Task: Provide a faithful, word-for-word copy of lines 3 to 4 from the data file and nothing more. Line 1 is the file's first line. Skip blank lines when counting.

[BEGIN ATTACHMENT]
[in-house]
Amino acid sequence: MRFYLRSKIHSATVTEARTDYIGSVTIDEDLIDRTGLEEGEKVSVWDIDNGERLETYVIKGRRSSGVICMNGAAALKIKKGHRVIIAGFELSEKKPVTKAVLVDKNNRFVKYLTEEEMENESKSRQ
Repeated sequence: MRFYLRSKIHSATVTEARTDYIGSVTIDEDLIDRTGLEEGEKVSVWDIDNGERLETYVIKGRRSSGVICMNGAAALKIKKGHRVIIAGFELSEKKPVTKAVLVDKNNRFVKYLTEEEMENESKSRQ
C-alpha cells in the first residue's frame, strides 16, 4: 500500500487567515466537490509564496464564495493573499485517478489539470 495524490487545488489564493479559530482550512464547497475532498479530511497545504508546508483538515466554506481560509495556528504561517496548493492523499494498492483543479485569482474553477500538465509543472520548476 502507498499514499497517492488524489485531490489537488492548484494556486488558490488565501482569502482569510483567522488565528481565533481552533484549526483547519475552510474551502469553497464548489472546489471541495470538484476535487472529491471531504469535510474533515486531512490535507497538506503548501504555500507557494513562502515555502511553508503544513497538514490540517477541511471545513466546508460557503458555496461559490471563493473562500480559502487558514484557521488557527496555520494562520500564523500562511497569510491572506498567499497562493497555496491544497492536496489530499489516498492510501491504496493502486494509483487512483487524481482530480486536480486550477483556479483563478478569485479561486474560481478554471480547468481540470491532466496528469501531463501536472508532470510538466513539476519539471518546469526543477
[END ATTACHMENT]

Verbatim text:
Repeated sequence: MRFYLRSKIHSATVTEARTDYIGSVTIDEDLIDRTGLEEGEKVSVWDIDNGERLETYVIKGRRSSGVICMNGAAALKIKKGHRVIIAGFELSEKKPVTKAVLVDKNNRFVKYLTEEEMENESKSRQ
C-alpha cells in the first residue's frame, strides 16, 4: 500500500487567515466537490509564496464564495493573499485517478489539470 495524490487545488489564493479559530482550512464547497475532498479530511497545504508546508483538515466554506481560509495556528504561517496548493492523499494498492483543479485569482474553477500538465509543472520548476 502507498499514499497517492488524489485531490489537488492548484494556486488558490488565501482569502482569510483567522488565528481565533481552533484549526483547519475552510474551502469553497464548489472546489471541495470538484476535487472529491471531504469535510474533515486531512490535507497538506503548501504555500507557494513562502515555502511553508503544513497538514490540517477541511471545513466546508460557503458555496461559490471563493473562500480559502487558514484557521488557527496555520494562520500564523500562511497569510491572506498567499497562493497555496491544497492536496489530499489516498492510501491504496493502486494509483487512483487524481482530480486536480486550477483556479483563478478569485479561486474560481478554471480547468481540470491532466496528469501531463501536472508532470510538466513539476519539471518546469526543477